Throughout this Library Genesis case study, I have been proposing a framework for thinking about minimal-maximal tensions. It is tempting to consider minimalist computing paradigms as the opposite to proliferating maximal systems. In reality, instead, minimalist paradigms can work as fragments of a distributed whole; this is one of the lessons that we can learn from the pirate archive.
These debates are not abstract for scholarly communications. At present, various research funders across the globe are embarking on the establishment of their own platforms to replace the journal ecosystem. Spurred by the same motivation as Library Genesis and Sci-Hub — the slower-than-desired growth of open access — the Open Research Europe, Wellcome Open Research, and Gates Open Research platforms represent significant centralizations of research outputs under funder control, as opposed to a distributed journal publishing architecture. These platforms, running on the for-profit F1000 platform owned by Taylor & Francis, bill themselves as “megajournals,” following the terminology developed by the world’s largest journal, PLOS ONE. There are many competing interests in these systems. Even as such initiatives represent centralizations and maximal architectures, funders insist on open licenses for re-use and re-distribution. Hence, we have centralization efforts mandating licenses that allow for de-centralization and micro/minimal circulation.
Library Genesis also yields various principles of participation and consumption that are minimal in their design, even while they yield access to a maximal resource. By requiring only the minimum of metadata provision, Library Genesis lowers barriers to participation, an aspect also bolstered by the off-shoring and distribution of its identifier systems. In terms of consumption, the single search box that returns all results for everything, ever, represents a maximal centralization. In terms of ease of use and accessibility, this one-stop-shop demonstrates a concision and minimalism that is lacking in most scholarly communications systems.
Finally, Library Genesis demonstrates a minimally exposed surface, mostly due to its illegality. It would be churlish to pretend that there are huge implications for legitimate scholarly communications infrastructures or lessons to be learned from this. The more people have access to scholarship and research, the better. The minimally exposed surface of the shadow archive is precisely — and only — because it must remain hidden. The strait that this archive must navigate, though, is the space between its maximal presence and its minimal entrance, the rabbit holes of the alternate reality game.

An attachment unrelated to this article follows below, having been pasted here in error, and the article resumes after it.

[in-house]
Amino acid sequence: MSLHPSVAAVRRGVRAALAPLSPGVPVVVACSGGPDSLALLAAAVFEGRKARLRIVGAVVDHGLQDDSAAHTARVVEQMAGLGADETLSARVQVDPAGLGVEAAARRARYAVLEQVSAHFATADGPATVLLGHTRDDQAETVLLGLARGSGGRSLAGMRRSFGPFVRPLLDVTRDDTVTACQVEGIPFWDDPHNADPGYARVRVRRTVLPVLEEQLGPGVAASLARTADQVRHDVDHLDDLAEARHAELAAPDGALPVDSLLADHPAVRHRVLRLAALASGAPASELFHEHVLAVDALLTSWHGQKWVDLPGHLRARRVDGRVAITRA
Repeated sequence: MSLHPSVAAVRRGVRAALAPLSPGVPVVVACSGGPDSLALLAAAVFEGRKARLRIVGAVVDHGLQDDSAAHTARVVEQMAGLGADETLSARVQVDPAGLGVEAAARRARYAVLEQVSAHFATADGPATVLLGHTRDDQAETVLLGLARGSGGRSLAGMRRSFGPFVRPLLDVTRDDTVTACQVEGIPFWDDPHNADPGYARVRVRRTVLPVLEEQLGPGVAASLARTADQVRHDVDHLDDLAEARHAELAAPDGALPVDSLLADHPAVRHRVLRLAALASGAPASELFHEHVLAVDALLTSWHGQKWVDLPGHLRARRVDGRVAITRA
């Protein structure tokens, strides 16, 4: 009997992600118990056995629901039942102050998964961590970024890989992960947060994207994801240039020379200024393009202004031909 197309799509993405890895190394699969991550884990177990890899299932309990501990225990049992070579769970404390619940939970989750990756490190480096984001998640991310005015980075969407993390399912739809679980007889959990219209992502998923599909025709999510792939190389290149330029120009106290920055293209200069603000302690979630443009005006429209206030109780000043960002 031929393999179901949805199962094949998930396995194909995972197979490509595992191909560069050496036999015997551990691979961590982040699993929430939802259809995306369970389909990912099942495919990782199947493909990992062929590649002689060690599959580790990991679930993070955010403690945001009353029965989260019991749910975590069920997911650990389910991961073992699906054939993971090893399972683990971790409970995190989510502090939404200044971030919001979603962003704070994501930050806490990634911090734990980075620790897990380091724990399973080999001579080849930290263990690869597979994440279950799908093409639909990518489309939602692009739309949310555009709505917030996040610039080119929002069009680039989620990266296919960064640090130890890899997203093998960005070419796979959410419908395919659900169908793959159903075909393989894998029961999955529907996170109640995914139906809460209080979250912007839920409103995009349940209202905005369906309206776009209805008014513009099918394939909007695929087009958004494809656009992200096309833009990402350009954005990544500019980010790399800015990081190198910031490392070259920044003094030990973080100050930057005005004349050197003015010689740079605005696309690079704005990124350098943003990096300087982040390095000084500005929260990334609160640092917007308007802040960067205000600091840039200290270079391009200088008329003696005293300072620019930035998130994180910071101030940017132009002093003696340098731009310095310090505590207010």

Nonetheless, in all, I have attempted in this article to document several features of Library Genesis that serve as an index of minimal-maximal infrastructures. At least some of these features could be adopted by mainstream scholarly communications providers to increase not only the resilience of, but also global equity of access to, our publication ecosystems. While shadows are not equal to mirrors, in these senses I contend that there are lessons to be learned from the (shadow) library.


[1]  I would like to extend my thanks in this article to the anonymous readers at DHQ who prompted me to rethink the scope and scale of this work, as well as to the editors of the special issue. Work on this article was funded by a Philip Leverhulme Prize from the Leverhulme Trust.
[2]  It is worth noting that some of the secondary accounts of Library Genesis can tip over into hagiographic commentary, an angle that I seek to avoid here.
[3]  For more on passwords, see [Eve 2016].
[4]  The metadata fields are ID, Title, VolumeInfo, Series, Periodical, Author, Year, Edition, Publisher, City, Pages, PagesInFile, Language, Topic, Library, Issue, Identifier, ISSN, ASIN, UDC, LBC, DDC, LCC, Doi, Googlebookid, OpenLibraryID, Commentary, DPI, Color, Cleaned, Orientation, Paginated, Scanned, Bookmarked, Searchable, Filesize, Extension, MD5, Generic, Visible, Locator, Local, TimeAdded, TimeLastModified, Coverurl, Tags, IdentifierWODash.
[5]  This was verified by the MySQL query: “SELECT MD5, COUNT(MD5) FROM updated GROUP BY MD5 HAVING COUNT(MD5) > 1;”.

Works Cited